Such a framework is readily achievable and it’s something we should all expect. And FDA is working closely with our partners to make this framework a reality and has taken new steps to bring it about.
In pursuing a new framework for the appropriate regulation of diagnostics, there will be difficult policy decisions to make and tradeoffs on any path to legislation. We know that the FDA must be flexible and open minded to new approaches that best meet the needs of patients so that patients can have confidence in the results and the treatment that comes from it. That’s the spirit of our proposed reforms.
FDA’s Center for Devices and Radiological Health has taken exactly this approach in providing feedback to Congress on proposed diagnostics legislation. We have embraced a more modern, flexible approach to promote the extraordinary innovation that’s already well underway in this space, while ensuring patient protections.
In providing the contours for such a pathway to Congress, we’ve proposed new regulatory concepts that reflect some of the core principles we believe are fundamental to efforts to modernize diagnostics oversight.
First, we should have a consistent approach for all in vitro clinical tests. Our approach needs to be the same whether the test developer is a traditional manufacturer or a clinical laboratory.
Second, in general, FDA should focus its premarket review on evaluating the analytical and clinical validity of a subset of tests that are higher risk, or highly novel and used in circumstances where they can present greater uncertainties that can impact patients. A new framework could result in most tests being exempt from individual premarket review. But any approach that reallocates FDA’s premarket review resources must also include robust post-market authorities to protect patients from potential risks.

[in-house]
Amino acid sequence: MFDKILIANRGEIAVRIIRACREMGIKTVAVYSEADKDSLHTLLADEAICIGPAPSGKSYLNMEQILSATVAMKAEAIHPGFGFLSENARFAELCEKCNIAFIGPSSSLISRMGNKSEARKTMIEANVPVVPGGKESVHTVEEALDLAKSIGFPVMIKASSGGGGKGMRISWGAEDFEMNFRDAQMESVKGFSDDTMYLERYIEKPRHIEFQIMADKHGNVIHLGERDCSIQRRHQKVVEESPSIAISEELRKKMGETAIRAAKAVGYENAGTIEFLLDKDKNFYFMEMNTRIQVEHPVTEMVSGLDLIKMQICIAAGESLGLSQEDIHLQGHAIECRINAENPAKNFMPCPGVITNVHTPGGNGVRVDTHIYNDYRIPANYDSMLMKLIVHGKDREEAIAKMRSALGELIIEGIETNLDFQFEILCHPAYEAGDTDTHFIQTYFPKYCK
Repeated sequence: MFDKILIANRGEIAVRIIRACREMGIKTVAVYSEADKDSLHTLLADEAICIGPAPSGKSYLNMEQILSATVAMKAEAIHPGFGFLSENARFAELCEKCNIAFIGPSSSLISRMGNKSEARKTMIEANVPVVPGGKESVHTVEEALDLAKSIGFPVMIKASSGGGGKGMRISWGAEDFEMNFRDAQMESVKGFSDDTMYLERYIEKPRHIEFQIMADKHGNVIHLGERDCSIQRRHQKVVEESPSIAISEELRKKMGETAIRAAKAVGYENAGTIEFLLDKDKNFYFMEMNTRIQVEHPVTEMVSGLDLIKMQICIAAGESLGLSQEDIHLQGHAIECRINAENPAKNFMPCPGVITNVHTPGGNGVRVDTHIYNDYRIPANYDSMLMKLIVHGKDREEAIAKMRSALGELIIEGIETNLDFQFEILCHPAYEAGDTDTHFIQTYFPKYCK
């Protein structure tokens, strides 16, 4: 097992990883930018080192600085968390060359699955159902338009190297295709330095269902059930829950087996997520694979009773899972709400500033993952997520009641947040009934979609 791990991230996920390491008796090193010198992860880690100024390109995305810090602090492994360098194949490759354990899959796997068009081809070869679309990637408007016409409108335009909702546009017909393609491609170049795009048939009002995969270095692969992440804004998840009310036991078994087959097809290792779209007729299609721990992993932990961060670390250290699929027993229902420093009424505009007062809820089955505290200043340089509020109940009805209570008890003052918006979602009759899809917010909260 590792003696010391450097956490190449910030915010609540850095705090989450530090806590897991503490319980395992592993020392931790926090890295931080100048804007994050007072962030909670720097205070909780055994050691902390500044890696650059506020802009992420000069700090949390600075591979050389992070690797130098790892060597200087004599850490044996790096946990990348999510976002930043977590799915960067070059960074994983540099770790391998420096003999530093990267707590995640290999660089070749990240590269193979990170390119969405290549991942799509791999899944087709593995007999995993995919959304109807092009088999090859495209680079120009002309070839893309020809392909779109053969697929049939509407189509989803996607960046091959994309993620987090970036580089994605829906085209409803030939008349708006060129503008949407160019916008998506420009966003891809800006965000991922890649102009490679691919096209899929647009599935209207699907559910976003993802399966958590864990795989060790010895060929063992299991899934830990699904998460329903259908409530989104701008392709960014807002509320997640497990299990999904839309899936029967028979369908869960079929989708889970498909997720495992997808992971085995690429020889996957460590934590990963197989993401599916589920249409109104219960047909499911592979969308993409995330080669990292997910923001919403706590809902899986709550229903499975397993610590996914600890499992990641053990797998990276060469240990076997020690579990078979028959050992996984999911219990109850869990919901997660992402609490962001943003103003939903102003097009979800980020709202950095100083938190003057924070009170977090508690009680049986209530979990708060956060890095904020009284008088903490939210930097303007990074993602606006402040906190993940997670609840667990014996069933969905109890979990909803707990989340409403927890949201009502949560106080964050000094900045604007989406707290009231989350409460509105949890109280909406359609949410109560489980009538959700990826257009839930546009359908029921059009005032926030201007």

We know that many developers seek to continuously improve their tests. We shouldn’t stifle the natural iteration that characterizes the cycle of innovation in this space with overly burdensome pre-market review requirements. Moreover, we need to foster a streamlined pathway for truly breakthrough technologies that have the potential to significantly improve patient care. We need to make the route to market more efficient for technologies that can transform healthcare. But we also need to provide transparency around a test’s characteristics and performance, and make sure that the information is accurate and easily accessible to doctors, patients, and payors.
And finally, we need an efficient approach that leverages -- rather than duplicates -- the current framework that’s in place, including the requirements that apply to clinical laboratories under the Clinical Laboratory Improvement Amendments, and leverages the laboratory test expertise of third-party organizations.
These core principals are reflected in technical assistance that the FDA provided to Congress. Let me tell you a bit more specifically how this approach would work, and how it could advance these goals.
First, the approach we proposed would grandfather most laboratory-developed tests currently being offered to patients. Under this framework, all in vitro clinical tests would fall under a unified set of requirements that would also exempt from pre-market review many categories of new or subsequently-modified tests. This would include manual tests, tests for rare disease, and low-risk and low-volume diagnostics.
To help the FDA use its resources most efficiently, while protecting patients and maintaining an appropriate level of oversight over all tests, our feedback to Congress includes a proposed precertification pathway. This builds on an approach we recently applied to direct-to-consumer genetic health risk tests. For developers that qualify for this path, pre-certification would allow for review of a single test, and the validation procedures associated with that test, to serve as an umbrella for clearance of a suite of related tests.